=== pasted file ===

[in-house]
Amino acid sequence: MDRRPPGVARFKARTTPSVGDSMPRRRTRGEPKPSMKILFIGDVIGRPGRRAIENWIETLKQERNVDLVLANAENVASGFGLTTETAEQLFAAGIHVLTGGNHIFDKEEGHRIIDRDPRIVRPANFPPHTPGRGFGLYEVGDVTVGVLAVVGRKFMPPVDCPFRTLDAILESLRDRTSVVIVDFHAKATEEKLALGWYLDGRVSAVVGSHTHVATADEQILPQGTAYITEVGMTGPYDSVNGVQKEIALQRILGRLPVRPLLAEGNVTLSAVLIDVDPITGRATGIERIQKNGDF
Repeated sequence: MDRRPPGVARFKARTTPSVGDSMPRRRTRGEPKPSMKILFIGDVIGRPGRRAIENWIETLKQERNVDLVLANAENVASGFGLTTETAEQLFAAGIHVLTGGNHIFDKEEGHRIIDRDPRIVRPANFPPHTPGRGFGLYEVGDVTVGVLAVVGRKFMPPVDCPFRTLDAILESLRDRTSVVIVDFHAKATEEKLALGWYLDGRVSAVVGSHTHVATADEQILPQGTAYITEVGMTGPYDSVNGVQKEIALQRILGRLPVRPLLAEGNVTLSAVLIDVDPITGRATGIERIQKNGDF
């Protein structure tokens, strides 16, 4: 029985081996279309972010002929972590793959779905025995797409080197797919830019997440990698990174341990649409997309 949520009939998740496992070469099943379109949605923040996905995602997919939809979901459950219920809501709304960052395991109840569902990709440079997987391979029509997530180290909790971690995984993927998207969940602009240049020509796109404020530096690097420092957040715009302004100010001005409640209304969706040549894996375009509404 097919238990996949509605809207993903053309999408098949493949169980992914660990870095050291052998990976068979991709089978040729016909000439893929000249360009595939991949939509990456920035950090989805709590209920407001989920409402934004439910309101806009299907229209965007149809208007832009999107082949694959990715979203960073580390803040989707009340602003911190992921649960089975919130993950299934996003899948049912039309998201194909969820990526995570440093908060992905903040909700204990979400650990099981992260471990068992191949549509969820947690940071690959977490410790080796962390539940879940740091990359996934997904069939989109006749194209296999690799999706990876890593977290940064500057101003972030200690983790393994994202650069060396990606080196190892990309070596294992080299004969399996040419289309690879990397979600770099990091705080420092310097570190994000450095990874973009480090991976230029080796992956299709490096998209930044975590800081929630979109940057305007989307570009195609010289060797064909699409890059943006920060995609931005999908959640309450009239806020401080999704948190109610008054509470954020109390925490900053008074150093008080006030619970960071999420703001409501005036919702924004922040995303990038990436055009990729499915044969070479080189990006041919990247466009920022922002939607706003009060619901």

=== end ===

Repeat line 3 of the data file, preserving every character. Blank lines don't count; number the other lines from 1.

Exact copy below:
Repeated sequence: MDRRPPGVARFKARTTPSVGDSMPRRRTRGEPKPSMKILFIGDVIGRPGRRAIENWIETLKQERNVDLVLANAENVASGFGLTTETAEQLFAAGIHVLTGGNHIFDKEEGHRIIDRDPRIVRPANFPPHTPGRGFGLYEVGDVTVGVLAVVGRKFMPPVDCPFRTLDAILESLRDRTSVVIVDFHAKATEEKLALGWYLDGRVSAVVGSHTHVATADEQILPQGTAYITEVGMTGPYDSVNGVQKEIALQRILGRLPVRPLLAEGNVTLSAVLIDVDPITGRATGIERIQKNGDF